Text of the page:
I think I just used the coaching to help them understand that fears are always to be there, but I always teach my clients that fear really is your friend. It’s there to remind you know that you’re about to break through your ceiling and achieve something incredible. I think I just use it as a strategy to move people along and really support them in getting out there and not just settling with having a website, but really going out there and sharing what they have.

Rob:   Linda, when you were talking about your transition, you mentioned the suitcase exercise that you have. What is that? I’m curious because I’ve never done a suitcase exercise. Maybe I should be doing this. Tell us what that is.

Linda:    It’s really simple, and it just dawned on me one day as I was sitting there going, ‘Hey which way am I going?’ The suitcase exercise is this. Imagine that you’re about to go on a journey for the next year. You have a limited amount of space. You’re carrying your travel size bag that you can stow in the overhead bin, and only the essentials of your life can go into that suitcase. I’m not talking about your cell phone, I’m not talking about kids’ pictures, I’m talking about parts of yourself that you want to bring forward.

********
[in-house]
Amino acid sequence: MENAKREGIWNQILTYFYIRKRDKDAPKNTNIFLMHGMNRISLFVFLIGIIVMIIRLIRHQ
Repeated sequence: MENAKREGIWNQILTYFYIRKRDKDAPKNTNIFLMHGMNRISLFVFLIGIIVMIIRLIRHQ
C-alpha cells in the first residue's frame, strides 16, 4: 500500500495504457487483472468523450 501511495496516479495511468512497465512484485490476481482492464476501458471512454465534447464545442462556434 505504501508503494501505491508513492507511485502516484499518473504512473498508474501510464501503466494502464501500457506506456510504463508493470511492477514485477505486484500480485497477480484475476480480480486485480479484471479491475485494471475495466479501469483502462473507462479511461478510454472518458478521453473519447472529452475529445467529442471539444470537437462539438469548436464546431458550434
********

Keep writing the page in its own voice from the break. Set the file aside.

For example, for me it was, when I was thinking about being a lawyer I said, ‘What part of it did I love?’ Believe it or not, I love sentencing things because it was the time I could share somebody’s story in a way they couldn’t do it. It was a way that I could actually give people a voice and a persona. I said, ‘That has to go into my suitcase.’

Little pieces, I love being helpful, I love talking to people all day long. Little pieces had to go into the suitcase and only the essentials. When you actually start to look at what you’ve put in there, it really gives you clarity on where you want to go. You can use this in terms of who do you want to serve, or what is your next evolutionary leap. Who do you want to be tomorrow? It’s really a simple exercise about looking over your life, looking over the things that you love and putting those things in there so that you can really see who you want to be.

Rob:   I love that.

Kira:   What size suitcase can we use for this? Is this a big suitcase or a little suitcase?

Linda:    It’s the one that goes in the overhead bin on the plane. You are taking on a carryon, Kira.

Kira:   Okay, this might be challenging but I love this exercise. Rob and I will try. We’ll get our physical suitcases out when we’re together next and we’ll work through this.

Linda:    Sounds good.